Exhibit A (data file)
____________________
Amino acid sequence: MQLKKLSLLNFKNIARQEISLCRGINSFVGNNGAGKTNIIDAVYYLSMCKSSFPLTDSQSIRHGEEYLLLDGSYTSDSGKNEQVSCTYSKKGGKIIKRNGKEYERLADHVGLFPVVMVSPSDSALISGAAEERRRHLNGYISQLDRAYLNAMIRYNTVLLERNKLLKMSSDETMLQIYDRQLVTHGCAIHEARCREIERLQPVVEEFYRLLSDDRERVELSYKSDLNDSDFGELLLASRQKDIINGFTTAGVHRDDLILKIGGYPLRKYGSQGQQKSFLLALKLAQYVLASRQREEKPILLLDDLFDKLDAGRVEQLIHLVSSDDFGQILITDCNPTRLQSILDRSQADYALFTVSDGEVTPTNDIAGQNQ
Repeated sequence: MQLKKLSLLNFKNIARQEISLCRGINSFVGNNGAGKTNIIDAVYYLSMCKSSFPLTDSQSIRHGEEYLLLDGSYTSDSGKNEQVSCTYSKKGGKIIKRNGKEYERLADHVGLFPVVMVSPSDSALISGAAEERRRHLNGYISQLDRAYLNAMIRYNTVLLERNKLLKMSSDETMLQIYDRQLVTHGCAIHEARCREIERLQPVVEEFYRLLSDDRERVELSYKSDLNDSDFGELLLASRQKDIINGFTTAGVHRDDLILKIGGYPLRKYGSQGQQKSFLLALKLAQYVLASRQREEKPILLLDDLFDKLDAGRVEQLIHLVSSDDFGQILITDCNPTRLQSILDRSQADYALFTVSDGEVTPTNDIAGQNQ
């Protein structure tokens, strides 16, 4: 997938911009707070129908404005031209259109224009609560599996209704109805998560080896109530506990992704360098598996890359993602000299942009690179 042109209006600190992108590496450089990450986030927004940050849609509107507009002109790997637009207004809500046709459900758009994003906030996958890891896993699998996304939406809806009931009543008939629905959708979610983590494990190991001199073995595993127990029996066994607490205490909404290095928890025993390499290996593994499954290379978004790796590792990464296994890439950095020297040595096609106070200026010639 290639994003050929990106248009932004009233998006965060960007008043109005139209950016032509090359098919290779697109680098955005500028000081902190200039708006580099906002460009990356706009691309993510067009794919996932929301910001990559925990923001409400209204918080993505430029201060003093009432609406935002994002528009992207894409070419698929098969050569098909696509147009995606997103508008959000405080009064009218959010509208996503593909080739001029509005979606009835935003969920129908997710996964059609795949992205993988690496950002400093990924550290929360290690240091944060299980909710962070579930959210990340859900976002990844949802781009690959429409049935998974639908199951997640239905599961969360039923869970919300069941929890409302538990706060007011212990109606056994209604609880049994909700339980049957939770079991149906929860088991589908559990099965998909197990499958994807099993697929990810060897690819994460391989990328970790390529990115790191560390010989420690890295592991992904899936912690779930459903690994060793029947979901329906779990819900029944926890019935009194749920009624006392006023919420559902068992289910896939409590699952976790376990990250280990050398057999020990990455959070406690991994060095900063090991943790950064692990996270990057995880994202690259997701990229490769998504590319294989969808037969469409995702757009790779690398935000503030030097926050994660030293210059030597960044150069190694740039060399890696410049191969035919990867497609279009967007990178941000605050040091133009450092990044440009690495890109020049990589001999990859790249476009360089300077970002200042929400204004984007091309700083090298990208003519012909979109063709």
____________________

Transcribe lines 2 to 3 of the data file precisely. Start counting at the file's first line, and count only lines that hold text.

Repeated sequence: MQLKKLSLLNFKNIARQEISLCRGINSFVGNNGAGKTNIIDAVYYLSMCKSSFPLTDSQSIRHGEEYLLLDGSYTSDSGKNEQVSCTYSKKGGKIIKRNGKEYERLADHVGLFPVVMVSPSDSALISGAAEERRRHLNGYISQLDRAYLNAMIRYNTVLLERNKLLKMSSDETMLQIYDRQLVTHGCAIHEARCREIERLQPVVEEFYRLLSDDRERVELSYKSDLNDSDFGELLLASRQKDIINGFTTAGVHRDDLILKIGGYPLRKYGSQGQQKSFLLALKLAQYVLASRQREEKPILLLDDLFDKLDAGRVEQLIHLVSSDDFGQILITDCNPTRLQSILDRSQADYALFTVSDGEVTPTNDIAGQNQ
């Protein structure tokens, strides 16, 4: 997938911009707070129908404005031209259109224009609560599996209704109805998560080896109530506990992704360098598996890359993602000299942009690179 042109209006600190992108590496450089990450986030927004940050849609509107507009002109790997637009207004809500046709459900758009994003906030996958890891896993699998996304939406809806009931009543008939629905959708979610983590494990190991001199073995595993127990029996066994607490205490909404290095928890025993390499290996593994499954290379978004790796590792990464296994890439950095020297040595096609106070200026010639 290639994003050929990106248009932004009233998006965060960007008043109005139209950016032509090359098919290779697109680098955005500028000081902190200039708006580099906002460009990356706009691309993510067009794919996932929301910001990559925990923001409400209204918080993505430029201060003093009432609406935002994002528009992207894409070419698929098969050569098909696509147009995606997103508008959000405080009064009218959010509208996503593909080739001029509005979606009835935003969920129908997710996964059609795949992205993988690496950002400093990924550290929360290690240091944060299980909710962070579930959210990340859900976002990844949802781009690959429409049935998974639908199951997640239905599961969360039923869970919300069941929890409302538990706060007011212990109606056994209604609880049994909700339980049957939770079991149906929860088991589908559990099965998909197990499958994807099993697929990810060897690819994460391989990328970790390529990115790191560390010989420690890295592991992904899936912690779930459903690994060793029947979901329906779990819900029944926890019935009194749920009624006392006023919420559902068992289910896939409590699952976790376990990250280990050398057999020990990455959070406690991994060095900063090991943790950064692990996270990057995880994202690259997701990229490769998504590319294989969808037969469409995702757009790779690398935000503030030097926050994660030293210059030597960044150069190694740039060399890696410049191969035919990867497609279009967007990178941000605050040091133009450092990044440009690495890109020049990589001999990859790249476009360089300077970002200042929400204004984007091309700083090298990208003519012909979109063709």